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Re: The `on_disk' and `in_repos' templates.

From: Jay 'Whip' Grizzard <elfchief_at_lupine.org>
Date: 2003-04-08 22:43:54 CEST

My $0.02. I really don't have a right to an opinion here, so take with a
large grain of salt. :>

> I mean... look at the world of CVS. Administrators create lots of CVS
> repositories. There are automated systems out there that create lots
> of CVS repositories too. I have *never* heard of a complaint along
> the lines of, "damn, I wish 'cvs init' could automatically lay out the
> repository for me from a template.".

Know why you don't hear those complaints? CVS doesn't need any sort of
real 'repository' structure to work well, beyond what is needed to store
and build the source.

Subversion, on the other hand, essentially _requires_ a directory structure
be in place at the start to be _AT ALL USEFUL_. If you don't have some sort
of 'meta' directory structure in place above whatever it takes to store
and build your project, you lose most of the power of Subversion.

That's a pretty big difference.

> It's just not a common problem. I know the itch is intense for
> gstein, but I think he's imagining other people have this itch too,
> when it seems (to me) like people just don't. Automated scripts that
> create repositories do many things, and the template feature doesn't
> noticeably reduce the complexity of the task.

Okay, quick ... who here uses roughly the same layout for every Subversion
repository they create? I know I do ... I use /trunk /branches /tags and
/releases, at the moment, every time. I actually recently investigated (and
found out it wasn't implemented) the template feature because I was getting
tired of always creating these directories by hand.

Now, of you who use roughly the same layout for every Subversion repository
you make (I suspect that's most of you)... If there was a 'standard' wrapper
around svnadmin to set up repositories from a template, would you create
the majority of your repositories with this wrapper?

I suspect the answers for most people are 'yes' and 'yes', respectively.
(If your answers are 'yes' and 'no', respectively ... what are you, some kind
 of masochist?). So assuming that's true, I have to ask:

If most people are going to call svnadmin-create-template-wrapper most of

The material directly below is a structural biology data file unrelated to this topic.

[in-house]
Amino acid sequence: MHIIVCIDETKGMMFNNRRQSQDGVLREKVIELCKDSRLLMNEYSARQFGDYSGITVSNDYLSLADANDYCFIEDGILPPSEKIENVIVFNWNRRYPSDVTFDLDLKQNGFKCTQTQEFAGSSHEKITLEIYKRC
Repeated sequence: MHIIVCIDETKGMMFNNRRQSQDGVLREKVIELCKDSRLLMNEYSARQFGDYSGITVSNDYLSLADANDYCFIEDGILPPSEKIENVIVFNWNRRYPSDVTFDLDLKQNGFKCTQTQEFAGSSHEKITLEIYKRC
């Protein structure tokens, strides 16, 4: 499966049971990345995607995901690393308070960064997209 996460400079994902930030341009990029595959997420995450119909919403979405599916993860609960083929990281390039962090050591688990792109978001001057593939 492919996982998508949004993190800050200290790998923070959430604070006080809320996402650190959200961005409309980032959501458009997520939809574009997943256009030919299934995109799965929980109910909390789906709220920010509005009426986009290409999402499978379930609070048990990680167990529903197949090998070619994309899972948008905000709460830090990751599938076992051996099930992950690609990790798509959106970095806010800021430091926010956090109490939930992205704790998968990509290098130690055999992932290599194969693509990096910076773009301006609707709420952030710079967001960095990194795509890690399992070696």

the time they create a repository -- why the heck should the functionality
be in a wrapper? At that point, it seems like a pretty core part of the
functionality of the system!

... now, I'm going to go out on a limb here and add this: Not only do I think
that the in-repos-template stuff should be a part of svnadmin -- But I think
that it should be enabled (with a simple, standard template) _by default_.
The current 'standard' layout has come about through real-world trials and
tribulations, and there's no good reason to force someone to read -- and
comprehend -- the entire manual just to be able to create a repository that's
going to be useful in the long term.

Face it, subversion is quite hard to understand at first glance, for a lot
of people (especially those who's primary history is with CVS), so even
shrugging off usability issues with "Well, it'll be in the manual" isn't
a good solution. Me personally, I read the Subversion manual over several
times and monitored the mailing list(s) for months before I actively started
using Subversion in real-world projects, and I -still- didn't have a complete
grasp over everything I eventually ended up needing to know. And I'm one of
those (apparently rare) people that ENJOYS reading the manual and usually
reads it thouroughly before even touching most software.

Subversion has a per-user config file. If you don't want templates by
default, make a config option that specifies the default template name,
and set it to 'none' (or 'empty', or whatever). Problem solved. You
obviously already know quite a lot about subversion if you're going to
want to start every repository completely empty (IMHO). Don't make John Doe
newbie need to comprehend the entire manual just so that he can have a
usable tool.

... which brings me to another, related topic.

Recently, a lot of the messages I've seen (on these topics, specifically,
but on others as well) have been of the opinion (roughly) that "if someone
doesn't want to take the time to read and understand the entire manual,
they don't deserve to get benefits from our tool". Nobody has voiced anything
quite that directly, but that's the jist of things (think of the
'administrators should have to spend time to understand bdb and how to
maintain the repositories to keep the size of the database from
spiralling out of control' discussion).

It's an arrogant stance, though amazingly common amongst unix users/admins,
I've found. But every time I see something like this, I have to fight back
the urge to start screaming at people. These applications do _NOT_ have to
be hard to use, and there's no reason to intentionally make them harder
to use because 1% of the future userbase might have to intentionally disable
some usability feature because it doesn't suit them.

[Example... another quick survey: Who here -genuinely- feels that putting
 'db_archive | xargs rm' in the default post-commit hook (not even
 post-commit.tmpl) wouldn't be an acceptable, or even good solution for
 99% of the future userbase?]

By 'future userbase' I mean 'those who would (or will) switch to subversion
as soon as the version number is stable and the barrier to entry is
acceptably low.

(Not a subversion developer, but an active subversion user, a heavy
 subversion advocate, and a person getting durned tired of people she
 advocates to not using subversion because the barrier to entry is so
 high... and it IS high...)

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Received on Tue Apr 8 22:45:34 2003

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